By a unanimous 22–0 vote, the U.S. Senate Committee on Health, Education, Labor, and Pensions (HELP) approved legislation on April 16 to rewrite the Elementary and Secondary Education Act (ESEA), currently known as No Child Left Behind (NCLB). The Every Child Achieves Act, jointly written by HELP Committee Chairman Lamar Alexander (R-TN) and Senator Patty Murray (D-WA), the committee’s top Democrat, maintains NCLB’s annual assessment schedule, requires states to report on the performance of various subgroups of students, but removes the law’s adequate yearly progress requirement and the sanctions that accompanied it.
“The consensus that the committee found is the same that Senator Murray and I found,” Alexander said in a statement. “That consensus is this: Continue the law’s important measurements of academic progress of students but restore to states, school districts, classroom teachers and parents the responsibility for deciding what to do about improving student achievement.”
The bill was universally praised for the bipartisan nature in which it was written, but it has drawn criticism for its failure to include critical safeguards for low-performing schools and traditionally underserved students.
“To live up to ESEA’s legacy of advancing equity and providing opportunity for every child, we join with numerous civil rights and business groups in urging that further significant improvements be made to the bill to create the law that America’s children deserve,” said U.S. Secretary of Education Arne Duncan. “Every family and every community deserve to know that schools are helping all children succeed—including low-income students, racial and ethnic minorities, students with disabilities and students learning English. And they deserve to know that if students in those groups fall behind, their schools will take steps to improve, with the strongest action in the lowest-performing 5 percent of schools.”
While requiring states to report data on the performance of individual schools and student subgroups, including students of color, low-income students, and others, the Every Child Achieves Act grants states the flexibility to determine when to intervene and how. Similarly, it requires states to set goals for assessments and high school graduation rates but does not require states to take action when goals are missed.
During the committee’s consideration of the bill, several senators offered amendments to increase state accountability for improving low-performing schools and students. Senator Chris Murphy (D-CT) offered an amendment to ensure that traditionally underserved students receive support when they demonstrate low performance. Senator Elizabeth Warren (D-MA) offered an amendment to ensure that high schools failing to graduate one-third of their students are identified for improvement and made eligible to receive support.
Senator Tammy Baldwin (D-WI) also offered an amendment on high schools that would target students of color, low-income students, and other traditionally underserved students. Baldwin’s amendment would ensure that these students graduate from high school with the deep content knowledge, critical thinking, collaboration, communication, and other skills that prepare them for college and today’s fastest-growing jobs, particularly those in science, technology, engineering, and math.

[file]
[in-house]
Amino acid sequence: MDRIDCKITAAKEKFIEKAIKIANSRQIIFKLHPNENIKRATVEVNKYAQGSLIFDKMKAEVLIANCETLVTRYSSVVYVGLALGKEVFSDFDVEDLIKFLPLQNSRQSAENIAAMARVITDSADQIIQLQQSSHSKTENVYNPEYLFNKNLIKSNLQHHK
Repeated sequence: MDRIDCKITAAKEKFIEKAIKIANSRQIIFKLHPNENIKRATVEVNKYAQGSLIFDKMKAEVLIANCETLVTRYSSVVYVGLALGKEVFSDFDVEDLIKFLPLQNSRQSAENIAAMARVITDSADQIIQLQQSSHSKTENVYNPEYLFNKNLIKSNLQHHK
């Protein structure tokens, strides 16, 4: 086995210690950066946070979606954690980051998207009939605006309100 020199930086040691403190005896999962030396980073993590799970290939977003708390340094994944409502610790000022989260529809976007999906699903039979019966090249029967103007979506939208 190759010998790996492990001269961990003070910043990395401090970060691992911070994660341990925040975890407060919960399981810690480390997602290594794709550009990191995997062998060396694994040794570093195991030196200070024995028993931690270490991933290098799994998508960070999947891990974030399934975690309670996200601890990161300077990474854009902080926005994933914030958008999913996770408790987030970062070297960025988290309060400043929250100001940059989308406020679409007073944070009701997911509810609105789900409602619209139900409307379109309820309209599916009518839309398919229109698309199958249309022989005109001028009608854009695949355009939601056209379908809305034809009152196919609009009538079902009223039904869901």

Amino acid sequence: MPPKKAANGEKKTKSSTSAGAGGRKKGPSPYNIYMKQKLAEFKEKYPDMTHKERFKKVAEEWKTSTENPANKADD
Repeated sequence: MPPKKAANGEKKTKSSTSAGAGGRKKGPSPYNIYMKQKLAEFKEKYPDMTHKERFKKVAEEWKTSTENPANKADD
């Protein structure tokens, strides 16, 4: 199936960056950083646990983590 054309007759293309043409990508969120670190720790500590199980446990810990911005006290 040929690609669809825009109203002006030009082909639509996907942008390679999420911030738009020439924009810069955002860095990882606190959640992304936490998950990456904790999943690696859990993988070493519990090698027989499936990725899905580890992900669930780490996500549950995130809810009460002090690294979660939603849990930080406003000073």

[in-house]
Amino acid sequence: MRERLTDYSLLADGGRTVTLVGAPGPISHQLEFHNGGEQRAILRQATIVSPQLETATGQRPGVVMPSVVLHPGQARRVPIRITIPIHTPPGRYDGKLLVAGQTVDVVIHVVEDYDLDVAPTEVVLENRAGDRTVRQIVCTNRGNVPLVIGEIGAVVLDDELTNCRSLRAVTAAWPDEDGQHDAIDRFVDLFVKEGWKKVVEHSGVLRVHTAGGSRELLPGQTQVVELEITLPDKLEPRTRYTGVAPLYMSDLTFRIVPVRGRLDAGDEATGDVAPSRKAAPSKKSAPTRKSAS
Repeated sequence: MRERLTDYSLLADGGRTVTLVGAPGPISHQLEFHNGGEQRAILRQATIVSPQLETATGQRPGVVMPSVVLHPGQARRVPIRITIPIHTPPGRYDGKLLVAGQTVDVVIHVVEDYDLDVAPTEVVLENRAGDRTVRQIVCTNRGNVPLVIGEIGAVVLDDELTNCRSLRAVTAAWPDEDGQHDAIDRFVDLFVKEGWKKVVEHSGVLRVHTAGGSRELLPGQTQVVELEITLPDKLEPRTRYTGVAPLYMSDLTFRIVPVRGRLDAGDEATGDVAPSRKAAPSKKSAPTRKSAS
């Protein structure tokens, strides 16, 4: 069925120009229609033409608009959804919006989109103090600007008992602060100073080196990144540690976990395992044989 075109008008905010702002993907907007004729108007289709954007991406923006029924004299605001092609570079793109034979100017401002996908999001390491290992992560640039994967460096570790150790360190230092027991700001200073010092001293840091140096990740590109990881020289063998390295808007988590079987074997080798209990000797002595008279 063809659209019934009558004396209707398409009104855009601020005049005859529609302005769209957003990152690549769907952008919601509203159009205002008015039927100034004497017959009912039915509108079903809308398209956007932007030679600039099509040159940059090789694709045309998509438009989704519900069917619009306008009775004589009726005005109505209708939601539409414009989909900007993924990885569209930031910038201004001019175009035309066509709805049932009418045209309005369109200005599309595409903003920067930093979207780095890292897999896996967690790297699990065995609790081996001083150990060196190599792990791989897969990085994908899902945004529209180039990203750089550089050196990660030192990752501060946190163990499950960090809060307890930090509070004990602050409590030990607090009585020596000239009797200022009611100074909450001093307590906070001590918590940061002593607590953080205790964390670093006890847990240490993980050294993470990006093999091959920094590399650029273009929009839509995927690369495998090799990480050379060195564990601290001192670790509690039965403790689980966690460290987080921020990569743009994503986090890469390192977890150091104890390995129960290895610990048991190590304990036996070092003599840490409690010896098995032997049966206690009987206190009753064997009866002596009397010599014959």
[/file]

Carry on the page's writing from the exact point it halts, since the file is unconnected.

None of these amendments had enough support to pass so they were withdrawn before being voted upon, but all three senators plan to offer the amendments again when the bill goes to the Senate floor.
“I appreciate efforts by Senators Elizabeth Warren, Chris Murphy, and Tammy Baldwin that would have held states responsible for improving graduation rates in low-performing schools,” said Bob Wise, president of the Alliance for Excellent Education. “These proposals would have delivered much needed attention and resources to help African American, Latino, low-income students, and other traditionally underserved students graduate from high school prepared for college and a career. As the Every Child Achieves Act moves to the Senate floor, I urge all senators to work to address these shortcomings.”
In the April 24 episode of the Alliance for Excellent Education’s “Federal Flash,” Phillip Lovell, vice president of federal policy and advocacy at the Alliance, said that the Every Child Achieves Act could hit the Senate floor shortly before Memorial Day or shortly thereafter. Lovell added that the bill is expected to be debated for about two weeks.
The Student Success Act, the House of Representatives version of a bill to rewrite NCLB, continues to languish. It was expected to pass the House on February 27, but was pulled from consideration after conservative members began to waver in their support.
Speaking at the Education Writers Association national seminar on April 21, U.S. Representative Todd Rokita (R-IN), chairman of the House Education and the Workforce Subcommittee on Early Childhood, Elementary, and Secondary Education, said the bill was “ready to be voted on” but did not give a definite date. Instead, Rokita said that he expected the House to vote on the bill sometime during this session of Congress, which could mean anytime in 2015 or 2016.